Target: Sonia Castro Gonzales, Minister of Health in Nicaragua
Goal: Stop the epidemic of kidney disease among sugar cane workers in Nicaragua.
Exploited sugar cane workers are dying from an epidemic of kidney disease. In a town called Chichigalpa in northwest Nicaragua, nearly half of the adult males out of a population of 500,000 suffer from chronic kidney failure. These high rates are likely tied to their work cutting sugar cane at the San Antonio Sugar Mill. However, the exact causes remain unclear and range from dehydration and heat stress, agrochemicals used to grow the sugarcane, antibiotics, and of course genetics, according to a recent article in National Geographic.
Sugar cane companies often blame their workers for being sick. Facing intimidation, many workers do not dare speak out against unfair labor conditions out of fear for their job. Companies often avoid media attention, which in turn forces workers into silence. Instead, many young workers, once they get sick, stop working and try to take care of themselves on their own. They might undergo kidney dialysis, but only if they can afford the treatment. Once they go on home dialysis, though, they are likely to die within six to twelve months.
All hope is not lost, however. Filmmaker and photographer Ed Kashi has been commissioned by the Nicaragua-based NGO La Isla Foundation to document the plight of these workers with a short film, which will hopefully raise funds for a longer documentary to bring vital media attention to this issue of both public health and human rights. Furthermore, the La Isla Foundation and international civil society organization Solidaridad have created a three-year pilot program in El Salvador focusing on adequate water, rest, and shade. Though simple, it represents a key step in recognizing these workers’ rights to have their basic needs met.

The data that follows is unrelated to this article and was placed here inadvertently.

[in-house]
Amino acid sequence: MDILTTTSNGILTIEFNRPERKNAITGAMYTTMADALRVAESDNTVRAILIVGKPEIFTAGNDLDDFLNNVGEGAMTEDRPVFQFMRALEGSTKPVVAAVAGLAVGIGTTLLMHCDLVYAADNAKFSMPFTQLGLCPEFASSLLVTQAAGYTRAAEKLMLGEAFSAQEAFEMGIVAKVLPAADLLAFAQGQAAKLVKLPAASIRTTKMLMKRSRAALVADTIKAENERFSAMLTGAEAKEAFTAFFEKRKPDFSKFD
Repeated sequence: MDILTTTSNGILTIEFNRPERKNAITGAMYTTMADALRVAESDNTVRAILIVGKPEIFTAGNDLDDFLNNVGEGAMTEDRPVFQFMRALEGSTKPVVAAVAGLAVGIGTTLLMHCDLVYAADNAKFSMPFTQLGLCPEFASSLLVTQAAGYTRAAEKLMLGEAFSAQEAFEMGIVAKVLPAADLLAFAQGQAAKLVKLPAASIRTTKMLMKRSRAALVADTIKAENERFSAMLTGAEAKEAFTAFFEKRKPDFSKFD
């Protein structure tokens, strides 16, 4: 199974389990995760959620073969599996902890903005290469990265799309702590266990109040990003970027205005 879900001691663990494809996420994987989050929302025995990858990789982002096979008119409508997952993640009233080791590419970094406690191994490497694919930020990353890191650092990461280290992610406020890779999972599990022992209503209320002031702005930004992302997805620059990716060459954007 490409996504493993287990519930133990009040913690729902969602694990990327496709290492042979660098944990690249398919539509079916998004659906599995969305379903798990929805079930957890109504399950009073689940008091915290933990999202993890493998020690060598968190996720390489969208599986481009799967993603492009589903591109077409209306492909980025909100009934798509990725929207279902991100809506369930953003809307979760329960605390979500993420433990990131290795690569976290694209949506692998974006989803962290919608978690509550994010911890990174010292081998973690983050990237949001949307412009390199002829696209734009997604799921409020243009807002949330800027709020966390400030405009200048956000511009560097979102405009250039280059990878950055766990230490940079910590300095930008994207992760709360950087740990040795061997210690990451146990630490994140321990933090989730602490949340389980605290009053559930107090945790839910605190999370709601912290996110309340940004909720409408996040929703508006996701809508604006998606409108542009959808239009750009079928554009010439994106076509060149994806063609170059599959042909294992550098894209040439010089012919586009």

By signing the petition below, you can help ensure these sick workers get the treatment and care they desperately need.
Dear Ms. Gonzales,
I am writing in regards to the high rates of chronic kidney failure among sugar cane workers in Nicaragua. Adult males are hardest hit by the disease. Chichigalpa to the northwest, for example, has half of its adult male population suffering from chronic kidney failure. Indeed, the disease is known to primarily male agricultural workers around the world.
I urge you to make these workers’ health and safety a priority. It is my sincere hope that you mandate better conditions for sugar cane workers and agricultural workers more broadly. As sugar mill companies continue to blame workers for being sick, and workers and family members keep quiet out of fear of losing their jobs, you can show them that their well-being does matter.
[Your Name Here]
Photo credit: joão henrique rosa via Wikimedia Commons